Historic Figures in Hopewell Archeology
The people of the Hopewell Culture left behind many clues and objects, that upon discovery, defined who they were and helped modern society understand what daily life may have been like for these people. The profiles on this page represent the notable figures of modern archeology who dedicated their lives to uncovering the clues and teaching us about Hopewellian people. While it is not an exhaustive list of all who have worked in this field, it is a list of some of the most recognizable professionals whose work has contributed greatly to our understanding of these pre-historic American Indians.
Image courtesy of Ohio History Connection
Caleb Atwater (1778 - 1867)
Atwater was one of the first Anthropoligists to document ancient earthworks throughout the Ohio Valley. His professional career included that as a teacher, a minister, a State Representative, a Postmaster and a lawyer. Upon moving to Circleville from New York in 1815, Atwater continued practicing law, but he began to spend time studying the earthworks of the Hopewell and Adena. In 1820, Atwater authored "Description of the Antiquities Discovered in the State of Ohio and Other Western States." This groundbreaking publication described earthworks throughout the Ohio Valley and contained some of the earliest descriptions and illustrations of Hopewell Mound Group, Seip Earthworks and Spruce Hill Works. View a copy of Atwater's original plate illustration that included Seip Earthworks and Spruce Hill.
Image Courtesy of Ross County Historical Society
Edwin Hamilton Davis (1811 - 1888)
Born in Ross county, Ohio, Dr. Edwin Davis was a well-known and respected medical doctor in addition to being a pioneer in the field of Archaeology. Davis practiced medicine in Chillicothe and in 1850, he took a teaching job at New York Medical College, where he taught for 10 years. He also was an editor for the American Medical Monthly. Early in his Archaeology career, he assisted Charles Whittlesey in exploring ancient mounds in 1836. From 1845 through 1847, Davis partnered with Ephraim G. Squier and the two undertook one of the most monumental Archarological endeavors ever attempted. Together, they surveyed nearly one hundred earthworks and hundreds of mounds. Many of these excavations were performed at his own expense. The works of Dr. Davis and Squier was published in 1848 aswhich formed the first published volume of the Smithsonian contributions to knowledge series. Throughout the years of opening and exploring the ancient mounds, Davis ammassed a vast collection of relics recovered from these mounds. After a bitter end to their professional relationship, Davis parted ways with Squier and left Chillicothe in 1850 with artifacts in tow. Unable to find an American buyer to purchase his collection, Davis sold his artifacts to William Blackmore for ten thousand dollars. Blackmore then established the Blackmore Museum in England which displayed the collection. The Blackmore Museum eventually became part of the British Museum. "Ancient Monuments of the Mississippi Valley" The Squier & Davis Collection can still be seen today at the British Museum. Edwin Davis passed away at his New York residence on May 15, 1888. Read the Davis obituary as published in the New York Times.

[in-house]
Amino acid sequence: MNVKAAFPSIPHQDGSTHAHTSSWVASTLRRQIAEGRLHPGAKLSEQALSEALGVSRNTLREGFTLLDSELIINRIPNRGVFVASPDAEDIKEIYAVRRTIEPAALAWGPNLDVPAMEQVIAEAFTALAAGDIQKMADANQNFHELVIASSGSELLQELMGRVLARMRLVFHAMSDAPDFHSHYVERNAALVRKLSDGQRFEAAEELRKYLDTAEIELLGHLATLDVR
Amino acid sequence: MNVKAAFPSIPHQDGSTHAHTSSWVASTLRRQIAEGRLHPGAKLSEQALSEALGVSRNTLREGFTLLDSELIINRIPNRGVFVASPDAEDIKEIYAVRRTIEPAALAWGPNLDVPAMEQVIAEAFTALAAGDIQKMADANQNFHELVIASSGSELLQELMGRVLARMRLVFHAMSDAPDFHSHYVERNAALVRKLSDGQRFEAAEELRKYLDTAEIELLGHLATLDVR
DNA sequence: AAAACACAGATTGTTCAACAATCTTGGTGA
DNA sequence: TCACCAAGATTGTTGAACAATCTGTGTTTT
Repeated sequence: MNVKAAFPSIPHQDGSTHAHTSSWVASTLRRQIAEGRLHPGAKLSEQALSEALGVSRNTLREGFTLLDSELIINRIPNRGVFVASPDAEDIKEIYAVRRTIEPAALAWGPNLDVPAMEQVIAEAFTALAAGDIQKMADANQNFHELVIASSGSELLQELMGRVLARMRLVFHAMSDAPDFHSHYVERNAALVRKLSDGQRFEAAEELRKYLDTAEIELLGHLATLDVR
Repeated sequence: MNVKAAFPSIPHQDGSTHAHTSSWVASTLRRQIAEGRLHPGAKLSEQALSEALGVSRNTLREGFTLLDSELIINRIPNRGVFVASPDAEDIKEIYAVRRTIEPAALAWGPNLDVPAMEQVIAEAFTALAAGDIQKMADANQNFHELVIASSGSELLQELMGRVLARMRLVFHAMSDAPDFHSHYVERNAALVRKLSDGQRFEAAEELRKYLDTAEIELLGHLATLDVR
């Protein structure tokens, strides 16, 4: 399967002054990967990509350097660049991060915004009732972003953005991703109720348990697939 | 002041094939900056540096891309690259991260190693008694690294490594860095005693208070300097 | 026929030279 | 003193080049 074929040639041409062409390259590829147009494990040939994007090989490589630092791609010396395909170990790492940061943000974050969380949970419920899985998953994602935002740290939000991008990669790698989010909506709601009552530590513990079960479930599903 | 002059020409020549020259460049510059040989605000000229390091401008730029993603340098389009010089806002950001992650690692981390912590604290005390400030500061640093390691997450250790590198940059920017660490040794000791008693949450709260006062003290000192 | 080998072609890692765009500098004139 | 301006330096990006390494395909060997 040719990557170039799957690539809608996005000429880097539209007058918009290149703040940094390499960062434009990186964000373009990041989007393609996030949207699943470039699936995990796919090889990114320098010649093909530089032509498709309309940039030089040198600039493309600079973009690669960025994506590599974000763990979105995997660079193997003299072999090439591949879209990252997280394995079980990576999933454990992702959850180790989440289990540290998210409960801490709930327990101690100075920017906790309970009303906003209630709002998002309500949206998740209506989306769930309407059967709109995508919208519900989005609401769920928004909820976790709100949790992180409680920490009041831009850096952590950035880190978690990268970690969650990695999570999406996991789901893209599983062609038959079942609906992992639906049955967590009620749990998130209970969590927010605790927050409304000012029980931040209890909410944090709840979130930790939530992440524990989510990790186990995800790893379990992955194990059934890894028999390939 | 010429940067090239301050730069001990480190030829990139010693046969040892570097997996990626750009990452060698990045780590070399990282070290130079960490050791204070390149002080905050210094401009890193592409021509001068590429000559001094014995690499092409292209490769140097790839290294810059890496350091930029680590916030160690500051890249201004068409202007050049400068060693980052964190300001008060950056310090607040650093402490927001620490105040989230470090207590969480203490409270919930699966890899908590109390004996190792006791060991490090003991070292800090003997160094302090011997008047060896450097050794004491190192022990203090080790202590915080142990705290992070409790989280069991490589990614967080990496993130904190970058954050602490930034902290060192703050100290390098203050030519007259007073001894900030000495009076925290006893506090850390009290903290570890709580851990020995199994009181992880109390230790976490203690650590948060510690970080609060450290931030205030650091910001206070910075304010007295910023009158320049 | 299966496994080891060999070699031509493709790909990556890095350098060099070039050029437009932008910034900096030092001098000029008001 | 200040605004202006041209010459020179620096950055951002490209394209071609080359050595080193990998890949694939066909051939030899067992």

Ephraim George Squier (1821 - 1888)
Ephraim G. Squier was born in Bethlehem, New York. The son of a minister, he grew up studying engineering, but ultimately decided upon a career in literature and journalism. Eventually, his professional career brought him to Chillicothe, Ohio in 1845 where he became editor for the weekly Scioto Gazette. It was during this time in Chillicothe that Squier met Dr. Edwin Davis. The two became professionally involved in the newly formed field of Archaeology as they both shared a common interest in the antiquities that dotted the Ohio valley. Both men felt a sense of urgency in documenting the earthworks and mounds as they were falling victim to the plow blade at an ever-increasing pace. From 1845 through 1847, Squier partnered with Davis and the two undertook one of the most monumental Archarological endeavors ever attempted. Together, they surveyed nearly one hundred earthworks and hundreds of mounds. The works of Squier and Davis was published in 1848 as "Ancient Monuments of the Mississippi Valley" which formed the first published volume of the Smithsonian contributions to knowledge series. After a bitter end to their professional relationship, Davis left for New York city and Squier went on to serve as a diplomat for the United States government. In 1849, he was appointed diplomat for all Central American states and negotiated treaties with several countries. He went on to publish several works on Central American culture. In 1862, President Lincoln appointed him as U.S. Commissioner to Peru. Squier began to prepare a literary work on the Inca works in Peru, and portions were published in Harper's Magazine. Unfortunately, he was unable to complete this work due to a mental health illness that plagued him for the remainder of his life. In 1874, he was declared insane. Ephraim Squier passed away at the residence of his brother in Brooklyn, New York on April 17, 1888. Read the Squier Obituary as published in the New York Times.